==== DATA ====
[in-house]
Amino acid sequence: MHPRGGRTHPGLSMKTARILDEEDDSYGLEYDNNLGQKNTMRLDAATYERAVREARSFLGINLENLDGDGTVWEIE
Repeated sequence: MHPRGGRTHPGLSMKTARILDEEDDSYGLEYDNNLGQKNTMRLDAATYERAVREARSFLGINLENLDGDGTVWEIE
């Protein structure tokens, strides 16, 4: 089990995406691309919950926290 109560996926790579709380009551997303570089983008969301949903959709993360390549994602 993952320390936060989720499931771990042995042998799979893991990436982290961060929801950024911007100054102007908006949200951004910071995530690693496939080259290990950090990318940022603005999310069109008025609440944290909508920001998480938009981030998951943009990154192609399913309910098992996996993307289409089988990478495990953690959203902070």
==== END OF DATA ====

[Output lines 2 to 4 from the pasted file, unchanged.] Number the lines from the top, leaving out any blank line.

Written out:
Amino acid sequence: MHPRGGRTHPGLSMKTARILDEEDDSYGLEYDNNLGQKNTMRLDAATYERAVREARSFLGINLENLDGDGTVWEIE
Repeated sequence: MHPRGGRTHPGLSMKTARILDEEDDSYGLEYDNNLGQKNTMRLDAATYERAVREARSFLGINLENLDGDGTVWEIE
């Protein structure tokens, strides 16, 4: 089990995406691309919950926290 109560996926790579709380009551997303570089983008969301949903959709993360390549994602 993952320390936060989720499931771990042995042998799979893991990436982290961060929801950024911007100054102007908006949200951004910071995530690693496939080259290990950090990318940022603005999310069109008025609440944290909508920001998480938009981030998951943009990154192609399913309910098992996996993307289409089988990478495990953690959203902070």